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Ugandan Waranji? Ugandans top list of alcohol consumption in East Africa

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AlcoholAt least 89 per cent of the alcohol consumed in Uganda is unregulated, home brewed and illegally sold, according to the Global Status on Alcohol and Health 2014 report.

Uganda is the highest consumer of alcohol per capita in the East African region, according to a newly released report. More worrying, Ugandans consume the unregulated type of alcohol classified as “others”. The regulated market bears alcohol types such as beer, spirits and wine.

The Global Status on Alcohol and Health 2014 indicates that 23.7 litres of pure alcohol are consumed per capita by drinkers annually in Uganda. Rwanda and Burundi follow, each registering 22.0 litres per capita per year.

Kenyans follow with a registered 18.9 litres of alcohol consumed per capita while Tanzania consumes only 18.4 litres per capita.

The report that looks at alcohol consumption by people aged 15 and above carries research findings of 2010 and 2012 and it includes profiles of each country across all continents.

While the overall picture paints Uganda as a leading alcohol consumer in the region, details tell another story. At least 89 per cent of the alcohol consumed in Uganda is unregulated, home brewed and illegally sold, according to the report.

Beer consumption is still at a paltry nine per cent while spirits and wine consumers make up a tiny margin of the total alcohol consumed within the country. The bulk of alcohol consumed in Uganda is local brew which explains why the alcohol manufacturers may find it hard to agree with the research findings.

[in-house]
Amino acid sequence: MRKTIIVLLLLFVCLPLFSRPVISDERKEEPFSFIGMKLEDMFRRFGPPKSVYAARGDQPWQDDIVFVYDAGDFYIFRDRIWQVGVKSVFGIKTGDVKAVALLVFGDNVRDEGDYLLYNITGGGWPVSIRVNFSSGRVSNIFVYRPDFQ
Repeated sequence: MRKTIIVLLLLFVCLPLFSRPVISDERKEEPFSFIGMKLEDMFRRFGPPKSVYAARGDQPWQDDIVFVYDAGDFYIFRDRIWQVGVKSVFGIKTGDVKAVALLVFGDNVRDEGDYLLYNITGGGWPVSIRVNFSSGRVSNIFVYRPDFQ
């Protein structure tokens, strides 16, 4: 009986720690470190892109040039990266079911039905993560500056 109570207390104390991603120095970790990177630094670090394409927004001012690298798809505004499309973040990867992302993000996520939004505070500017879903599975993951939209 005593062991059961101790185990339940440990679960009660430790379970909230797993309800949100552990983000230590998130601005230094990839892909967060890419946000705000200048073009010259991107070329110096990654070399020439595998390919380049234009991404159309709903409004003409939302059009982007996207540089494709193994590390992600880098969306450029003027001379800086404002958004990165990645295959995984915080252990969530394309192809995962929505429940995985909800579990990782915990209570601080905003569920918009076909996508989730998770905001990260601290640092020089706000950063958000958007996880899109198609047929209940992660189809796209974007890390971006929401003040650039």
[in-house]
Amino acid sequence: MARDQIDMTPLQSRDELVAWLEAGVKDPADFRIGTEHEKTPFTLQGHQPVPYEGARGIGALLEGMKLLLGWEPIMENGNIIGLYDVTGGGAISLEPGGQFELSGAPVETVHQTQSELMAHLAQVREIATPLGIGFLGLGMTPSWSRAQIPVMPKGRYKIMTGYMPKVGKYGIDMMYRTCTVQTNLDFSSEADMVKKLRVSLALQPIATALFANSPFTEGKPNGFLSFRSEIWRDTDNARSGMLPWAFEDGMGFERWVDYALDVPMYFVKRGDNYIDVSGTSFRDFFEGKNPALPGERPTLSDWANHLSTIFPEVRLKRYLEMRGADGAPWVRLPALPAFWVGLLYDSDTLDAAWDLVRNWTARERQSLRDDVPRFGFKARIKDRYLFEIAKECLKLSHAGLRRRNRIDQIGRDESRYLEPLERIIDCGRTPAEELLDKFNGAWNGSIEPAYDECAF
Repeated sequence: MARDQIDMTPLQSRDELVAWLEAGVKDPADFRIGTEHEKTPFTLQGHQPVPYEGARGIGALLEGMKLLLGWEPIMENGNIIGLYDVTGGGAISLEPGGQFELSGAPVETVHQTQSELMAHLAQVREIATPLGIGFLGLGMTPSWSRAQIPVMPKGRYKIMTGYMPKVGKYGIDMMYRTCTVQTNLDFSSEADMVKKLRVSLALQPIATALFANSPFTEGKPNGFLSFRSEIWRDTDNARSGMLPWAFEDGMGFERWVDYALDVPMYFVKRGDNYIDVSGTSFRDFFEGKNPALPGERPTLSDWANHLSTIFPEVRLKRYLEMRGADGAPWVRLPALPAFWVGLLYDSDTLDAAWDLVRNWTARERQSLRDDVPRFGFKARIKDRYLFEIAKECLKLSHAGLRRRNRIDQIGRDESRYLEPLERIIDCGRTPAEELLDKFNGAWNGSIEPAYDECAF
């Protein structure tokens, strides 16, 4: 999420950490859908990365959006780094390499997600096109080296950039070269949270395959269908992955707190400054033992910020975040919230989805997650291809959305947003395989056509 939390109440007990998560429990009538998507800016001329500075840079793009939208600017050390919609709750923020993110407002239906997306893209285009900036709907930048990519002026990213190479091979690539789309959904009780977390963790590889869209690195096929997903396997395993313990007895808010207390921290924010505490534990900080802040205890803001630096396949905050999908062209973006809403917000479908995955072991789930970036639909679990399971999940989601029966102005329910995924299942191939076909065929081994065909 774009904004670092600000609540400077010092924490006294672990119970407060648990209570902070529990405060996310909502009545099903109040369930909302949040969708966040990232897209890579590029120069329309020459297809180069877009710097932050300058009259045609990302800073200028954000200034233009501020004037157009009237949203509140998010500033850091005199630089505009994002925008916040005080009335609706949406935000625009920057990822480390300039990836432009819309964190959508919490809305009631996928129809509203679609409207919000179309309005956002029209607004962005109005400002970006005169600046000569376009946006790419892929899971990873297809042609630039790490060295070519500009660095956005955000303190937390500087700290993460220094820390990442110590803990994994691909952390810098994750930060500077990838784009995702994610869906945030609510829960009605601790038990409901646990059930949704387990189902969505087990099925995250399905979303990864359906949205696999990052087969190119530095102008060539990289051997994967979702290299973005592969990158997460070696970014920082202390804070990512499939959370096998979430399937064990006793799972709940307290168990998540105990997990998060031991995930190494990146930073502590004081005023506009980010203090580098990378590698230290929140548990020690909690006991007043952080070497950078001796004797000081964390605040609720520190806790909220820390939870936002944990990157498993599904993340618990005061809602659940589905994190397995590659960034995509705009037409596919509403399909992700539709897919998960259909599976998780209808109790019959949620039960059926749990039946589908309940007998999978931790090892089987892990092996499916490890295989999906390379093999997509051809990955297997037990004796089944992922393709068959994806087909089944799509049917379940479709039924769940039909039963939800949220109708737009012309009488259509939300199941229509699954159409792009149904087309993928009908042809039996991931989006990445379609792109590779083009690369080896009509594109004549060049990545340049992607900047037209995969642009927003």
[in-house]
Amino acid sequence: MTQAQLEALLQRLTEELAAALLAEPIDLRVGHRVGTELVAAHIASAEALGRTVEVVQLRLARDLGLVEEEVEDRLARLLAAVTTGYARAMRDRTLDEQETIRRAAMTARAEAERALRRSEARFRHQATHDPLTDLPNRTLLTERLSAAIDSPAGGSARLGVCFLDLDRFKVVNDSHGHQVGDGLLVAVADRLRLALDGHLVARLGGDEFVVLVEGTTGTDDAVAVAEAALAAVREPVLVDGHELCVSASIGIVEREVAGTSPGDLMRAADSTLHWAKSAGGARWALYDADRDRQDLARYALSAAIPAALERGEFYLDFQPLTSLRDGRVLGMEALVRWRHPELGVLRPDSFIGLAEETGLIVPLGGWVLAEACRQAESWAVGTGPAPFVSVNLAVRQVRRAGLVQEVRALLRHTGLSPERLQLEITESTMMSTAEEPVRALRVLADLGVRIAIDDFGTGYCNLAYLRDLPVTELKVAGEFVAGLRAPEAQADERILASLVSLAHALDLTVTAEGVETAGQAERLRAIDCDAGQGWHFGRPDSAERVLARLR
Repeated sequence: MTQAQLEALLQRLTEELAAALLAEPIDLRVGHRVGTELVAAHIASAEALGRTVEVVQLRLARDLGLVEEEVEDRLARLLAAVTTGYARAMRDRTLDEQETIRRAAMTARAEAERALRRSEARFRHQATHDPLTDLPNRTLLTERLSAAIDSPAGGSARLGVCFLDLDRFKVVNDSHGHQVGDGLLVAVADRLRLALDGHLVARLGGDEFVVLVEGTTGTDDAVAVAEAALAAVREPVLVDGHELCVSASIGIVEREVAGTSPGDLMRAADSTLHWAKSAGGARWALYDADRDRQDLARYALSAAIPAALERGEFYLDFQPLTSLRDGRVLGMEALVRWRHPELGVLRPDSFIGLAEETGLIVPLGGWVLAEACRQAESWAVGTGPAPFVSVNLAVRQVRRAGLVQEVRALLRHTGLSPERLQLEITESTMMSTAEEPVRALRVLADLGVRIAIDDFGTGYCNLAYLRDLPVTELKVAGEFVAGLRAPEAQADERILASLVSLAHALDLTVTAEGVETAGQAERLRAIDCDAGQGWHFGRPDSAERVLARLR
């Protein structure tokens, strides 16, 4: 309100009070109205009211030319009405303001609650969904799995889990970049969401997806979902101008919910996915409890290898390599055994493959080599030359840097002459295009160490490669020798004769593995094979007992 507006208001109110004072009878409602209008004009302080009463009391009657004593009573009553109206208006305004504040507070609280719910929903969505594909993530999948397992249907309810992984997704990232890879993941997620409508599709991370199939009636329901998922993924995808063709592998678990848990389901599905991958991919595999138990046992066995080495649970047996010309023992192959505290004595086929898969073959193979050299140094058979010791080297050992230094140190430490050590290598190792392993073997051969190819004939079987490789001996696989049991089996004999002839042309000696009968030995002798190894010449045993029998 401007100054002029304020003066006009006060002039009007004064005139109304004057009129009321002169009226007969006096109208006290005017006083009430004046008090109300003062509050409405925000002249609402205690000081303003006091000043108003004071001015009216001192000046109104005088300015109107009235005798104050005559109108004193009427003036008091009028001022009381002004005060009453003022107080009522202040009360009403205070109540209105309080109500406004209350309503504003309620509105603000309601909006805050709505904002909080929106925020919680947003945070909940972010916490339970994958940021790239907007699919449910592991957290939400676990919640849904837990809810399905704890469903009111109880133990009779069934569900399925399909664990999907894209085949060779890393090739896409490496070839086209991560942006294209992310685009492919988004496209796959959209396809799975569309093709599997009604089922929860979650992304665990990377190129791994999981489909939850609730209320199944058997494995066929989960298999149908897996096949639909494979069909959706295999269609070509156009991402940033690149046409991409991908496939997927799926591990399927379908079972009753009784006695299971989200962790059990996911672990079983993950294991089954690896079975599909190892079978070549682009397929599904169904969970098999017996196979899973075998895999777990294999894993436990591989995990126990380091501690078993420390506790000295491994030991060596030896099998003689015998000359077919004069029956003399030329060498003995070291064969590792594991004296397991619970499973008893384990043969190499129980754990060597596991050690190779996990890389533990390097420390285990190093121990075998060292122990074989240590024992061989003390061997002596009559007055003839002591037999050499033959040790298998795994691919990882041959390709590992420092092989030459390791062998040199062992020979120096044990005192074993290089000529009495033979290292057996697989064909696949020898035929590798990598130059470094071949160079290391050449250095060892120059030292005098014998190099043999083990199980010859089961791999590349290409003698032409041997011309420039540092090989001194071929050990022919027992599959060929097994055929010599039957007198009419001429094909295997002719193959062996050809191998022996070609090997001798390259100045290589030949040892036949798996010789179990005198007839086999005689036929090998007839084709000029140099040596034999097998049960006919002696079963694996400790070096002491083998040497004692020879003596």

Health risks
Dr Sheila Ndyanabangi, the principal medical officer in charge of mental health and control of substance abuse at the Ministry of Health, said the amount of 23.9 litres of pure alcohol consumed by the drinkers in the country yearly is still quite high.

“But the more worrying thing is the high levels of consumption of unlicensed unregulated alcohol. The problem with this is that they are more likely to be adulterated. Most of the incidences of deaths and blindness we have had from the past have been in cases where people drink those brews. Sometimes they contain methanol which is harmful,” Dr Ndyanabangi said.

She added that the findings do not bode well because it is harder for the government to regulate the unlicensed alcohol. “It is easier to regulate the manufactured alcohol, and ensure standards are kept. We need to find a way to bring this informal alcohol producing industry in to be able to protect the drinker,” she said.

The global consumption average has risen from 6.1 litres to 6.2 litres per capita per year according to the 2011 Global Status on Alcohol and Health Report.

The highest consumption though, is still in the developed world, and largely in the European nations though the report indicates the percentage of total drinkers has dropped from 68 to 64 per cent.

Source: Daily Monitor

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